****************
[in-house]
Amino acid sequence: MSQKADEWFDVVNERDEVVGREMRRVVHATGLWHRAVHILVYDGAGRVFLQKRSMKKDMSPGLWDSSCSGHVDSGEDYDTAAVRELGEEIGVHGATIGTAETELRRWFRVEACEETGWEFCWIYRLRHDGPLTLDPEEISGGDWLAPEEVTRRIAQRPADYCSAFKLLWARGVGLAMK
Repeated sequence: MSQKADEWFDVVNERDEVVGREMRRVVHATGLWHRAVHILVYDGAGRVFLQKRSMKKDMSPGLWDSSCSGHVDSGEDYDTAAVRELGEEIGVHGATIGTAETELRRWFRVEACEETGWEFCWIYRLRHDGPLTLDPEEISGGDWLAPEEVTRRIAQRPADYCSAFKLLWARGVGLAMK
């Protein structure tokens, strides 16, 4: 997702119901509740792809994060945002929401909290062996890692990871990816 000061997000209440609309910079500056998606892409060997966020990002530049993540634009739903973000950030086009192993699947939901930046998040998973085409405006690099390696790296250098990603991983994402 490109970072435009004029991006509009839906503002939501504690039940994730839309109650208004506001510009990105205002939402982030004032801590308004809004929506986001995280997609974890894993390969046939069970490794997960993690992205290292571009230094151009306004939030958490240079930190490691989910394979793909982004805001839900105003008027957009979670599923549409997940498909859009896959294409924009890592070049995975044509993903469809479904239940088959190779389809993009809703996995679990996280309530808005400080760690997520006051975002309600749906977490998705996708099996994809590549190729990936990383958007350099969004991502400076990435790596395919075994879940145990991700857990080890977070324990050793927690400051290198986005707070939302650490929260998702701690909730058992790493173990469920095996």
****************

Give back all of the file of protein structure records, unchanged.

[in-house]
Amino acid sequence: MSQKADEWFDVVNERDEVVGREMRRVVHATGLWHRAVHILVYDGAGRVFLQKRSMKKDMSPGLWDSSCSGHVDSGEDYDTAAVRELGEEIGVHGATIGTAETELRRWFRVEACEETGWEFCWIYRLRHDGPLTLDPEEISGGDWLAPEEVTRRIAQRPADYCSAFKLLWARGVGLAMK
Repeated sequence: MSQKADEWFDVVNERDEVVGREMRRVVHATGLWHRAVHILVYDGAGRVFLQKRSMKKDMSPGLWDSSCSGHVDSGEDYDTAAVRELGEEIGVHGATIGTAETELRRWFRVEACEETGWEFCWIYRLRHDGPLTLDPEEISGGDWLAPEEVTRRIAQRPADYCSAFKLLWARGVGLAMK
């Protein structure tokens, strides 16, 4: 997702119901509740792809994060945002929401909290062996890692990871990816 000061997000209440609309910079500056998606892409060997966020990002530049993540634009739903973000950030086009192993699947939901930046998040998973085409405006690099390696790296250098990603991983994402 490109970072435009004029991006509009839906503002939501504690039940994730839309109650208004506001510009990105205002939402982030004032801590308004809004929506986001995280997609974890894993390969046939069970490794997960993690992205290292571009230094151009306004939030958490240079930190490691989910394979793909982004805001839900105003008027957009979670599923549409997940498909859009896959294409924009890592070049995975044509993903469809479904239940088959190779389809993009809703996995679990996280309530808005400080760690997520006051975002309600749906977490998705996708099996994809590549190729990936990383958007350099969004991502400076990435790596395919075994879940145990991700857990080890977070324990050793927690400051290198986005707070939302650490929260998702701690909730058992790493173990469920095996």